But how you can save energy on a climb depends a lot on your style, sitting vs standing.
But it normally involves changing down one more gear so you can climb slightly slower.
As you get more cycling fit then your max sustainable power output will increase and you'll climb hills faster.

Luck .......... ^_^
 

PaulSB

Legendary Member
I climb in the gear appropriate to the hill for me, how I feel on the day, weather conditions etc. There is no hard and fast rule. For most climbs I'll be on the small ring and mid to low range on the cassette but there are days when I might ride the same hill on the big ring. I don't have a hard and fast rule.

For me the key is to relax, spin up the hill and avoid pushing hard. I achieve this by selecting my chosen gear as I approach the climb, sit back, hold the middle of the bars and relax my upper body and arms. Settle in to a rhythm and try to avoid breaking that rhythm. If the climb is feeling hard or has a particularly brutal section I will stand to relieve my muscles. Do this smoothly. Learning when and where to attack a section can be valuable. Disciplining myself to ride like this has taken, and still does, a lot of effort as it goes against my instincts to attack.

A couple of small tips. I angle my heels downward so I push more in to the pedal and the climb. I can actually feel the extra power I gain. Try to avoid changing gear during a climb. If I hear someone change gear behind me I know I'll probably drop them as it can interrupt the rhythm of the climb.

On big climbs I breathe hard but I never gasp and would expect my breathing to be back to normal in a minute or so.

I have friends who've asked for help and I've explained my technique. Some have adopted it and find it works for them. I have noticed the difference in them.

Different people have different approaches. I regularly ride with one of the best climbers in my club. His strength is an ability to sit in and maintain a pace, my natural strength is a more explosive pace. I regularly reach the top of short sharp climbs first but he will always be first on long climbs, usually by 50-100 metres. On a recent trip to the Lakes where all our rides where on the golden ratio I crested every short climb first but on the big ones, Hardknott, Corney Fell, Wrynose, etc. my buddy was first. No matter how hard I discipline myself I never hold quite enough in reserve to maintain my pace.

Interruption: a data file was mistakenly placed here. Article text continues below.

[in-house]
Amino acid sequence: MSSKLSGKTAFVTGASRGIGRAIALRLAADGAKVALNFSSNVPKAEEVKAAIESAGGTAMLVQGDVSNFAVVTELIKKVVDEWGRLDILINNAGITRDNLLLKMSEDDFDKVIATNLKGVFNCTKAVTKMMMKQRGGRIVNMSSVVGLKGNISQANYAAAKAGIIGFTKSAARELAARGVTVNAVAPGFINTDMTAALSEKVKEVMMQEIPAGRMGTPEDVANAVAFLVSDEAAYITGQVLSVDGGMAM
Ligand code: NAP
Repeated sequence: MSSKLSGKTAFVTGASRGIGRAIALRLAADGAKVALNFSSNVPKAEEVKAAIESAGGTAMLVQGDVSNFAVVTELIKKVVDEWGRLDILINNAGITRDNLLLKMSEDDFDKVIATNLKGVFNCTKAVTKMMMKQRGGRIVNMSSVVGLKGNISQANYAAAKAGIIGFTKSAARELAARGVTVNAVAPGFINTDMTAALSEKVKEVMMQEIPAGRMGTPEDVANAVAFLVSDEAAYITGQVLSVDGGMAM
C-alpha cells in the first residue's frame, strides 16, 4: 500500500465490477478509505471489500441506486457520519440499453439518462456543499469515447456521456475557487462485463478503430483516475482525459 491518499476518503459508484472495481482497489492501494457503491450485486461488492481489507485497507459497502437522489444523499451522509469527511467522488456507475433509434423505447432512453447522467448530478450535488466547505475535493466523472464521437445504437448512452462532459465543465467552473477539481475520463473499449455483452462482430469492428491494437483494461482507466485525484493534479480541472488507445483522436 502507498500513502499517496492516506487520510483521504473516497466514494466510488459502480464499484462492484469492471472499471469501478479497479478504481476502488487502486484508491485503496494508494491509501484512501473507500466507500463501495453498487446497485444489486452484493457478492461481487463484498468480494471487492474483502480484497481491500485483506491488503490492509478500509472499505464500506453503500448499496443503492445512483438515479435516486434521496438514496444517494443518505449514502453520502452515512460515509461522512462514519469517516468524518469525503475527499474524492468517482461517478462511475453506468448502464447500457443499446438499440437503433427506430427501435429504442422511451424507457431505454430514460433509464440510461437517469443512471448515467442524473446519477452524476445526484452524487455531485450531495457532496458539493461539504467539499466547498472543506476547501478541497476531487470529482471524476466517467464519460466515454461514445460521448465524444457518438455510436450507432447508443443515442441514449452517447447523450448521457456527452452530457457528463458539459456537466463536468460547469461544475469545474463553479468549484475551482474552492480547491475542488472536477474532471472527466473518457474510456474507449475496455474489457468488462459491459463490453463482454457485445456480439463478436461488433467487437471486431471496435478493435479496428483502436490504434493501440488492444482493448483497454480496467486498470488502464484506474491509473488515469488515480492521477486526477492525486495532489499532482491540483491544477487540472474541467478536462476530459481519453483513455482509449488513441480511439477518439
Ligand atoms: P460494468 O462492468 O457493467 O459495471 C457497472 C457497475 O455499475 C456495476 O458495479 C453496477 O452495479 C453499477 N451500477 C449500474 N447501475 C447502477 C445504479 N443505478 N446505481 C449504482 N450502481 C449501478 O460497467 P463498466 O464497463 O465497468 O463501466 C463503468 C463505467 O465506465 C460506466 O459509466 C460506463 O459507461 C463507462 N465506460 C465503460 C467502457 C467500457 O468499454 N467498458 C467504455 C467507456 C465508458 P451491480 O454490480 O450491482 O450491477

I love to ride hills, attack them and attempt PBs. It's a fun thing not a competitive one. My best times always come when I relax, if I arrive at a climb determined to smash my PB I may well fail to do so.

Relax is the key word.
 

cougie uk

Senior Member
Try and keep your cadence about the same. So you'll need to lower your gears in conjunction with the slope.

The steeper the hill the lower the gear.

No need to drop to the lowest gear for every hill. That'd be silly.
 
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I like to climb knowing that I have at least one unused gear, though whether that's possible depends on the hill and how I'm feeling on the day.